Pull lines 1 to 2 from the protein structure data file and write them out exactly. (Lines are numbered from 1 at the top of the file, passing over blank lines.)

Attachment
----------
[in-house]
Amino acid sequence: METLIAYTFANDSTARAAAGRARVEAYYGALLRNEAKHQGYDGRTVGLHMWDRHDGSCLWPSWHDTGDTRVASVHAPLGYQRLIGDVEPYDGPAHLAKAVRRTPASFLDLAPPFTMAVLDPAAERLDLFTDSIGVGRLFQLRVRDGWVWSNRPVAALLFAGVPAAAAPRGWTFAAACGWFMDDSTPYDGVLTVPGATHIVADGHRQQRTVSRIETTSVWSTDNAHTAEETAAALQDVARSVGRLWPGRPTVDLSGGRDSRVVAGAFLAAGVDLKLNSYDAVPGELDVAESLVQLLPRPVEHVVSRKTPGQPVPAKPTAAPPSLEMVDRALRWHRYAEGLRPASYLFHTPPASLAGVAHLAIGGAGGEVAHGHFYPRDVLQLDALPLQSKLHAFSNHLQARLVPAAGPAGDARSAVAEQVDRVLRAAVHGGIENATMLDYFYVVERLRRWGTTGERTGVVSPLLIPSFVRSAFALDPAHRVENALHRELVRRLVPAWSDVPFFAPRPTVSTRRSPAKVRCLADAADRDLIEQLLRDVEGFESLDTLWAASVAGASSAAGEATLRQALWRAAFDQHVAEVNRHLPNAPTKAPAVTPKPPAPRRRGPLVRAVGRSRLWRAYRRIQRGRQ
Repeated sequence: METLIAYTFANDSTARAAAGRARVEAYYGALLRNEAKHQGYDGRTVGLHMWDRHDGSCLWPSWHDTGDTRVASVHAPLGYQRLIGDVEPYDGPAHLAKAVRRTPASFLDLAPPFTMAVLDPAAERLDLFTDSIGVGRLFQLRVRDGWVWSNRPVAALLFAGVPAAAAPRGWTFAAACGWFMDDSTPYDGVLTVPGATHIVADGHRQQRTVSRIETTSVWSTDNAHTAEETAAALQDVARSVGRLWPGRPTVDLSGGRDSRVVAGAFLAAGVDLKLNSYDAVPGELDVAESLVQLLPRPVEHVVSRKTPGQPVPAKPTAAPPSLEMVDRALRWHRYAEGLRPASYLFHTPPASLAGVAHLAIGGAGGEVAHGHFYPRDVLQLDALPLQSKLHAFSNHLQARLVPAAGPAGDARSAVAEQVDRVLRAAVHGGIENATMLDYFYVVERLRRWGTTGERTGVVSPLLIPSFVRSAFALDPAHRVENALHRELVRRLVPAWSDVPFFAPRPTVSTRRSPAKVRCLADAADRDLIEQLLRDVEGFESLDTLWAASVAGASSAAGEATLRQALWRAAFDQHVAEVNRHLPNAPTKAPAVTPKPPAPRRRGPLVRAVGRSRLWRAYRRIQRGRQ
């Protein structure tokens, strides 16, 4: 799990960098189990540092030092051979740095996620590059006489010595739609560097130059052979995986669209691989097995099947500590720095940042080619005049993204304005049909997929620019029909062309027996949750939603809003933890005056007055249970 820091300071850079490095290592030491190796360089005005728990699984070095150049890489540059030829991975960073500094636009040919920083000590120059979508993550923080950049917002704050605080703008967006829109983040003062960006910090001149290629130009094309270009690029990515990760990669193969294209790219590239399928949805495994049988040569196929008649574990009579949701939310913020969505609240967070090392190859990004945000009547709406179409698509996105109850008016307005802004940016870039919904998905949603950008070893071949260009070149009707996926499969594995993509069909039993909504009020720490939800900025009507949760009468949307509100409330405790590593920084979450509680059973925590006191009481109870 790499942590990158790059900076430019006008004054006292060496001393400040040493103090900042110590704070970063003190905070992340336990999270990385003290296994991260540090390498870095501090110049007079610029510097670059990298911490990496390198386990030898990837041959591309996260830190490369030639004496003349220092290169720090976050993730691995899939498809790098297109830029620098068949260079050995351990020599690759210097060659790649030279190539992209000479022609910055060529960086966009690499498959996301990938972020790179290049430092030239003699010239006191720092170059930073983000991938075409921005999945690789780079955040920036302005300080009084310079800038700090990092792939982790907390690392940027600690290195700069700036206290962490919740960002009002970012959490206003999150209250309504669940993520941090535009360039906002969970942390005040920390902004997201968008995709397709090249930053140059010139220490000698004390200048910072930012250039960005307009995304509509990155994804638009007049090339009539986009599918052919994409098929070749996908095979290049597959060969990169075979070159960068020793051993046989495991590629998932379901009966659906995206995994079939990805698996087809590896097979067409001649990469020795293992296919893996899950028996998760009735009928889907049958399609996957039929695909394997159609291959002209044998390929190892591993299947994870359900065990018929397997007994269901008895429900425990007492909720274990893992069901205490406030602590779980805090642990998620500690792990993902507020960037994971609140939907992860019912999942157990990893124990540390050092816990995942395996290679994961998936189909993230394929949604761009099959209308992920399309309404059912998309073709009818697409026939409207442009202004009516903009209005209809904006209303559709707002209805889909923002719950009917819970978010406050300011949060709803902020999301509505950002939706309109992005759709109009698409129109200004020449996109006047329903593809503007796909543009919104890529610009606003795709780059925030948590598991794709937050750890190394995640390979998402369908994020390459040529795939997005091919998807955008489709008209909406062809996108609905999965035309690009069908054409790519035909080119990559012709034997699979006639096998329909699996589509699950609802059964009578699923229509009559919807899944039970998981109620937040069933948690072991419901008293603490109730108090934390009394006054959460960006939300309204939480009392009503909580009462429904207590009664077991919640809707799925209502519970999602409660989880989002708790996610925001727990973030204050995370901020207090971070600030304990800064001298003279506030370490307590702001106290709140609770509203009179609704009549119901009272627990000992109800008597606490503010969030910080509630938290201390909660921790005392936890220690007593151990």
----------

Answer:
[in-house]
Amino acid sequence: METLIAYTFANDSTARAAAGRARVEAYYGALLRNEAKHQGYDGRTVGLHMWDRHDGSCLWPSWHDTGDTRVASVHAPLGYQRLIGDVEPYDGPAHLAKAVRRTPASFLDLAPPFTMAVLDPAAERLDLFTDSIGVGRLFQLRVRDGWVWSNRPVAALLFAGVPAAAAPRGWTFAAACGWFMDDSTPYDGVLTVPGATHIVADGHRQQRTVSRIETTSVWSTDNAHTAEETAAALQDVARSVGRLWPGRPTVDLSGGRDSRVVAGAFLAAGVDLKLNSYDAVPGELDVAESLVQLLPRPVEHVVSRKTPGQPVPAKPTAAPPSLEMVDRALRWHRYAEGLRPASYLFHTPPASLAGVAHLAIGGAGGEVAHGHFYPRDVLQLDALPLQSKLHAFSNHLQARLVPAAGPAGDARSAVAEQVDRVLRAAVHGGIENATMLDYFYVVERLRRWGTTGERTGVVSPLLIPSFVRSAFALDPAHRVENALHRELVRRLVPAWSDVPFFAPRPTVSTRRSPAKVRCLADAADRDLIEQLLRDVEGFESLDTLWAASVAGASSAAGEATLRQALWRAAFDQHVAEVNRHLPNAPTKAPAVTPKPPAPRRRGPLVRAVGRSRLWRAYRRIQRGRQ